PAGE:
if (br.ReadInt32() != 0x4550)       //No PE header
            return false;

        br.BaseStream.Position += 0x12;
        long nFilePos = (int)br.BaseStream.Position;
        Int16 nLgaInt = br.ReadInt16();
        bool bIsLGA = (nLgaInt & IMAGE_FILE_LARGE_ADDRESS_AWARE) == IMAGE_FILE_LARGE_ADDRESS_AWARE;
        if (bIsLGA)
            return true;
        nLgaInt |= IMAGE_FILE_LARGE_ADDRESS_AWARE;
        long nFilePos1 = bw.Seek((int)nFilePos, SeekOrigin.Begin);
        bw.Write(nLgaInt);
        bw.Flush();
        long nFilePos2 = br.BaseStream.Seek(nFilePos, SeekOrigin.Begin);
        nLgaInt = br.ReadInt16();
        bIsLGA = (nLgaInt & IMAGE_FILE_LARGE_ADDRESS_AWARE) == IMAGE_FILE_LARGE_ADDRESS_AWARE;
        return bIsLGA;
    }
Last edit: 2 months 5 days ago by Jamal.

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2 months 5 days ago - 2 months 5 days ago #12 by Jamal
Replied by Jamal on topic VO 32 Bit limitations
Here the X# translation of the C# code as a console app. Tested and works as expected :)
USING System
USING System.Collections.Generic
USING System.Linq
USING System.Text
USING System.IO

BEGIN NAMESPACE XSharpMakeLargeAddressAware
    #DEFINE IMAGE_FILE_LARGE_ADDRESS_AWARE 0x20
    
    FUNCTION Start() AS VOID
           MakeLargeAware("c:\somefolder\programname.exe")   // replace with your own exe path   
    return     

    function MakeLargeAware(file as string) as logic
        
            LOCAL b AS LOGIC
            
            begin using var fs := File.Open(file, FileMode.Open, FileAccess.ReadWrite, FileShare.None)
        
                b := LargeAware(fs)
                fs.Close()                
            end using
    return b    

       
        function LargeAware(stream as Stream) as logic
       

            var br := BinaryReader{stream}
            var bw := BinaryWriter{stream}

            if (br.ReadInt16() != 0x5A4D)       //No MZ Header
                return false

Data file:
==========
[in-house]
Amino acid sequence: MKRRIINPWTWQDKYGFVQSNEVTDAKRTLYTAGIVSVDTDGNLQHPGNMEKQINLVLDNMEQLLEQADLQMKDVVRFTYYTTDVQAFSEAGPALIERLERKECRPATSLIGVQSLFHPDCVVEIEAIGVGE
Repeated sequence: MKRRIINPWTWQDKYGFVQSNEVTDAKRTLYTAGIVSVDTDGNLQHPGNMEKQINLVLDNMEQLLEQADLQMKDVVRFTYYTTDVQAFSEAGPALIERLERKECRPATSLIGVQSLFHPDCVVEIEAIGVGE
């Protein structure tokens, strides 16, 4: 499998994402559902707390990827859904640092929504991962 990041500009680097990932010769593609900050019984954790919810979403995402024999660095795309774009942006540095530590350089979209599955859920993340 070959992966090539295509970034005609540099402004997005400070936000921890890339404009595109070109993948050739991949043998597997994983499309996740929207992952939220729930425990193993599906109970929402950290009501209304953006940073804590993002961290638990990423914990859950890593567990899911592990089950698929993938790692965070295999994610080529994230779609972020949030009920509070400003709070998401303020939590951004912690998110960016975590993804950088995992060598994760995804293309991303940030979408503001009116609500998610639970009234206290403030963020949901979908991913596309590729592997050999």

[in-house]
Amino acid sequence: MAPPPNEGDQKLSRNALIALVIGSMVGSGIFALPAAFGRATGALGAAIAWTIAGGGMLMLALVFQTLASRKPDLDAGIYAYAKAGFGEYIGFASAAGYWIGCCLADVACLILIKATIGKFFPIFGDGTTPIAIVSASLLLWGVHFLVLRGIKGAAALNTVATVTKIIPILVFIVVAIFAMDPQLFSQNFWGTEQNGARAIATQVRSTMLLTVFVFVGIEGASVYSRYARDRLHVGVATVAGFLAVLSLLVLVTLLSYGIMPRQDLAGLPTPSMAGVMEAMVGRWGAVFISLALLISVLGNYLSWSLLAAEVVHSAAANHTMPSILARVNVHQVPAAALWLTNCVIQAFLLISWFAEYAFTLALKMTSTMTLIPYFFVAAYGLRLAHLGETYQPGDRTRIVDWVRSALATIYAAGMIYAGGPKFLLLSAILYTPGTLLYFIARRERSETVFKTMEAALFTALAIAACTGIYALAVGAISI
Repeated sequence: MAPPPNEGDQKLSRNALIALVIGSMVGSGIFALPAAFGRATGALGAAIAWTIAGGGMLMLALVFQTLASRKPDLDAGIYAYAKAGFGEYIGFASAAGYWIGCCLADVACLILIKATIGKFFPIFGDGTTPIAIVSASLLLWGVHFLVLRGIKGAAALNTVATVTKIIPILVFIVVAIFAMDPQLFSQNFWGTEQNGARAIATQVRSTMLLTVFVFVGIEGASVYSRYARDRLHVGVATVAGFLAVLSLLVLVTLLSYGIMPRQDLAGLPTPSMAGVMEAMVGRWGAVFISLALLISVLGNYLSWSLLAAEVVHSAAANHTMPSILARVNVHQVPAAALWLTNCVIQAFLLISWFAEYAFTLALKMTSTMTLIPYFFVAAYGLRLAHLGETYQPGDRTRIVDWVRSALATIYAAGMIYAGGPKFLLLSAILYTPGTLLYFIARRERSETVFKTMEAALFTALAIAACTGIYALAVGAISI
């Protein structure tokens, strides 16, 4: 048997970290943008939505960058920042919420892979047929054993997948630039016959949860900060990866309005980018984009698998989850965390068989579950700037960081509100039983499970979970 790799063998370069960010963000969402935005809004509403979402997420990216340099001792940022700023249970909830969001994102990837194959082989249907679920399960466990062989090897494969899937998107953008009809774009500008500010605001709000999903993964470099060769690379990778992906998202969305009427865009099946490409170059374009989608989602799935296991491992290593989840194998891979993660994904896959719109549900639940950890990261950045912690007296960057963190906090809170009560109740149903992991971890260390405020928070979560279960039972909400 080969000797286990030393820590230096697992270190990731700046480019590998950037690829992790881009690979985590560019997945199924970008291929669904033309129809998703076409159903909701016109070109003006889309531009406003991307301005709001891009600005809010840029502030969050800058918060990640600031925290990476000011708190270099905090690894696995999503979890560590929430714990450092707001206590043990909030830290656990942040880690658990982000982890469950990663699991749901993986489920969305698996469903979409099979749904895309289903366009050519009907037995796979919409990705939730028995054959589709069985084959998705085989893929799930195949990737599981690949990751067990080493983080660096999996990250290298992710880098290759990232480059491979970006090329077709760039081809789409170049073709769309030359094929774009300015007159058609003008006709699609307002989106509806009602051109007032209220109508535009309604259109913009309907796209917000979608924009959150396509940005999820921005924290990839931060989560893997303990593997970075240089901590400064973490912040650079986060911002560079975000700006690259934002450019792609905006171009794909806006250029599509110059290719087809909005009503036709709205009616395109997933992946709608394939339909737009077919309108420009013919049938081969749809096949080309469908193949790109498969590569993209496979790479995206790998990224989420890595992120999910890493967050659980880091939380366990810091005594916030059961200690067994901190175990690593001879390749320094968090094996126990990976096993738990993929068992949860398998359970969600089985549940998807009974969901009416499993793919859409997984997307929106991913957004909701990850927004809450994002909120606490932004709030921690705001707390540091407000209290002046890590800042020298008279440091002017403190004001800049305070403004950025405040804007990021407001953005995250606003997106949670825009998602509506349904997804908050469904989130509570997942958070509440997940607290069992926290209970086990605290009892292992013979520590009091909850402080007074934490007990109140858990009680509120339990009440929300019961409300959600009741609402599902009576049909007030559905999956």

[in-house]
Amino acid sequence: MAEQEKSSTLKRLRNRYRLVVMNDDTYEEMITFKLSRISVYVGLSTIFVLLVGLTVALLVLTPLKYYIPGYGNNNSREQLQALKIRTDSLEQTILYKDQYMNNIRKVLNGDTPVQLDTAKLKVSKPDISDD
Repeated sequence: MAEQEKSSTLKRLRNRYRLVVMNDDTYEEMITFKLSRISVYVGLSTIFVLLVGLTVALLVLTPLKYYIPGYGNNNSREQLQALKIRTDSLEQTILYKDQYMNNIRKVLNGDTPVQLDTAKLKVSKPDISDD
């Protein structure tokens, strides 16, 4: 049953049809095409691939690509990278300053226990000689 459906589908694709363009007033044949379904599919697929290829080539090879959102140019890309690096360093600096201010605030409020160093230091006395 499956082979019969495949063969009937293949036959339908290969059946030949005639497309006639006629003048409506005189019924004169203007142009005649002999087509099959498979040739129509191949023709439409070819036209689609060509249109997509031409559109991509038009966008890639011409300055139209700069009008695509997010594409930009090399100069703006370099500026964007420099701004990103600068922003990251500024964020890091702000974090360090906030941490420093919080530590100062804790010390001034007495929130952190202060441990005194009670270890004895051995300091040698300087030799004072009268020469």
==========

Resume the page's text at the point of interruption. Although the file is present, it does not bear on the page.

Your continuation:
ENDIF
            
            br:BaseStream:Position := 0x3C
            var peloc := br:ReadInt32()         //Get the PE header location.

            br:BaseStream:Position := peloc
            if (br.ReadInt32() != 0x4550)       //No PE header
                return false
            ENDIF
            
            br:BaseStream:Position += 0x12
            local nFilePos := (int)br:BaseStream:Position as longint
            local nLgaInt := br:ReadInt16() as SHORT
            local bIsLGA := (_And(nLgaInt, IMAGE_FILE_LARGE_ADDRESS_AWARE) == IMAGE_FILE_LARGE_ADDRESS_AWARE) AS LOGIC
            if (bIsLGA)
                RETURN TRUE
            ENDIF
            
            nLgaInt |= IMAGE_FILE_LARGE_ADDRESS_AWARE
            local nFilePos1 := bw:Seek((int)nFilePos, SeekOrigin.Begin) as int64
            bw.Write(nLgaInt)
            bw.Flush()
            local nFilePos2 := br:BaseStream:Seek(nFilePos, SeekOrigin.Begin) as int64
            nLgaInt := br:ReadInt16()
            bIsLGA := (nLgaInt & IMAGE_FILE_LARGE_ADDRESS_AWARE) == IMAGE_FILE_LARGE_ADDRESS_AWARE
            return bIsLGA
    
END NAMESPACE
Last edit: 2 months 5 days ago by Jamal.

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2 months 5 days ago #13 by ArneOrtlinghaus
Replied by ArneOrtlinghaus on topic VO 32 Bit limitations
Very nice, something what I I was already looking for.

Daniel, the author of the tool Wolfgang had found, has confirmed that he makes the same as the Visual Studio tool.
He also said that on 32-Bit Windows computers the flags will be ignored and do not disturb.

Arne

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1 month 4 weeks ago #14 by ArneOrtlinghaus
Replied by ArneOrtlinghaus on topic VO 32 Bit limitations
We are making now some beta tests in our company. It looks good until now.